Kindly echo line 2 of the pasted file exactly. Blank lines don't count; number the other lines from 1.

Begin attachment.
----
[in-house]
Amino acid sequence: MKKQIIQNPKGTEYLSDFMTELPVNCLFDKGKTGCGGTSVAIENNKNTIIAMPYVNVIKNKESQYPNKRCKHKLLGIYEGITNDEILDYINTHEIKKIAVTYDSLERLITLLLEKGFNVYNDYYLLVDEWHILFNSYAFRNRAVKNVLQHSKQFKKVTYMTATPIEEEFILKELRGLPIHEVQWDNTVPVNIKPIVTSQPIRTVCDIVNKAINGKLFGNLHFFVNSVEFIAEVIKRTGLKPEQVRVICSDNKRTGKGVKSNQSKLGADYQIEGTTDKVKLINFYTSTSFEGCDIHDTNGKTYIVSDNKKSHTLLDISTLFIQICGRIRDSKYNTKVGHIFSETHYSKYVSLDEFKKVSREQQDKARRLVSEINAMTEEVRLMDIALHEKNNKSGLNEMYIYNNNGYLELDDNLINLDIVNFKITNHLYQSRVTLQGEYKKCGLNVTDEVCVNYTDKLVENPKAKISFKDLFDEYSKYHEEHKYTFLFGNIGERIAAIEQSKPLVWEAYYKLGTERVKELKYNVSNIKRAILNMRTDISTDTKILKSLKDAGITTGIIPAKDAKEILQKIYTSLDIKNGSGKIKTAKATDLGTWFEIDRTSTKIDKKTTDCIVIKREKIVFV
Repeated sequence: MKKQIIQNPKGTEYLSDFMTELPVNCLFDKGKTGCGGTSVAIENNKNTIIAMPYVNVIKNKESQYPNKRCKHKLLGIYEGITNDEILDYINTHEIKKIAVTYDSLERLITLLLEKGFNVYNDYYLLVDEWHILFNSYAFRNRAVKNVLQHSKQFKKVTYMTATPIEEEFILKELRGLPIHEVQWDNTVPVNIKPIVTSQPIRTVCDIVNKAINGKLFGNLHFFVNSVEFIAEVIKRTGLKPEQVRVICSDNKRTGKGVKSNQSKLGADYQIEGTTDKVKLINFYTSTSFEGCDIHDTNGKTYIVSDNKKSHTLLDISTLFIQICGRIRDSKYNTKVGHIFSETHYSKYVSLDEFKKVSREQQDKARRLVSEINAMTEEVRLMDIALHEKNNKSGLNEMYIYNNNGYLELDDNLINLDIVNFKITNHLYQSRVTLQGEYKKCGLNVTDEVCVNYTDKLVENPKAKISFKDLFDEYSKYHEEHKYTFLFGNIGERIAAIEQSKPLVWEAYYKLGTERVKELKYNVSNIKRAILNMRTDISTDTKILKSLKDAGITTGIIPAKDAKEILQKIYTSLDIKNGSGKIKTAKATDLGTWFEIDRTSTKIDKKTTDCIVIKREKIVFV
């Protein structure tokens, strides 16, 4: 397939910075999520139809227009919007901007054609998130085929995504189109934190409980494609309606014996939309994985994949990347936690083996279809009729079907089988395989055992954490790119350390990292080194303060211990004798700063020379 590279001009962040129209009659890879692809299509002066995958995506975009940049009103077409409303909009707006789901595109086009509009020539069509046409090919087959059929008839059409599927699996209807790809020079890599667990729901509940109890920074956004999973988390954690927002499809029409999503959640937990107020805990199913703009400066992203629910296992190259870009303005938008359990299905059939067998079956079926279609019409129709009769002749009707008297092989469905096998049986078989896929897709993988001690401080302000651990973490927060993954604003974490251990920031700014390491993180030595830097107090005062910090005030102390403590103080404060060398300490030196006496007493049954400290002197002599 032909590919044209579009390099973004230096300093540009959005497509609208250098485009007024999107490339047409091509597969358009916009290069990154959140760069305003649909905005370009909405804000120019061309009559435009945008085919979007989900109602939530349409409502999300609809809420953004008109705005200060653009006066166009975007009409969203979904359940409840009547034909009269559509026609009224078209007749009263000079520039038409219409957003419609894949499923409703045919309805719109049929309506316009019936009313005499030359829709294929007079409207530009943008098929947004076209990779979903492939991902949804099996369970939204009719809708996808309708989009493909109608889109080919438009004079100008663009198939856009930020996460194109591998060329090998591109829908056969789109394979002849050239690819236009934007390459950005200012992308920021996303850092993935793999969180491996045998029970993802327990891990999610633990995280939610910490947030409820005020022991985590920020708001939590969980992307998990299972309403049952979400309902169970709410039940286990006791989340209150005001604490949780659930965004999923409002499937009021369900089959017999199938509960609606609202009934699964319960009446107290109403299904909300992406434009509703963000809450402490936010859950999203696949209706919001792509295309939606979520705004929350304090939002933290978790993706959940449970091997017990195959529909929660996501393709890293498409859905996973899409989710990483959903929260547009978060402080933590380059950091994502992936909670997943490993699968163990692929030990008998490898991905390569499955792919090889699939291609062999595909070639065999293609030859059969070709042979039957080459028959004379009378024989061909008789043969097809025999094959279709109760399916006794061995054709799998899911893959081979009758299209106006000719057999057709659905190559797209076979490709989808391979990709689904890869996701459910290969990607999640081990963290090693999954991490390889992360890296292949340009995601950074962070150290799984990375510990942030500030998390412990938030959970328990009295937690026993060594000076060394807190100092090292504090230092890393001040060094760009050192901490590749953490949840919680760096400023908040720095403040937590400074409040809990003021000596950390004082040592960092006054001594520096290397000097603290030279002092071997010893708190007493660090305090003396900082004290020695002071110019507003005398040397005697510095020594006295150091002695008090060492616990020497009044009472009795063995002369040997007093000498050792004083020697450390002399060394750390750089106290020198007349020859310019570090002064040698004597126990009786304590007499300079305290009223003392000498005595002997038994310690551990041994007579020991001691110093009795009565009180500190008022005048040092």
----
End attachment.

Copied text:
Amino acid sequence: MKKQIIQNPKGTEYLSDFMTELPVNCLFDKGKTGCGGTSVAIENNKNTIIAMPYVNVIKNKESQYPNKRCKHKLLGIYEGITNDEILDYINTHEIKKIAVTYDSLERLITLLLEKGFNVYNDYYLLVDEWHILFNSYAFRNRAVKNVLQHSKQFKKVTYMTATPIEEEFILKELRGLPIHEVQWDNTVPVNIKPIVTSQPIRTVCDIVNKAINGKLFGNLHFFVNSVEFIAEVIKRTGLKPEQVRVICSDNKRTGKGVKSNQSKLGADYQIEGTTDKVKLINFYTSTSFEGCDIHDTNGKTYIVSDNKKSHTLLDISTLFIQICGRIRDSKYNTKVGHIFSETHYSKYVSLDEFKKVSREQQDKARRLVSEINAMTEEVRLMDIALHEKNNKSGLNEMYIYNNNGYLELDDNLINLDIVNFKITNHLYQSRVTLQGEYKKCGLNVTDEVCVNYTDKLVENPKAKISFKDLFDEYSKYHEEHKYTFLFGNIGERIAAIEQSKPLVWEAYYKLGTERVKELKYNVSNIKRAILNMRTDISTDTKILKSLKDAGITTGIIPAKDAKEILQKIYTSLDIKNGSGKIKTAKATDLGTWFEIDRTSTKIDKKTTDCIVIKREKIVFV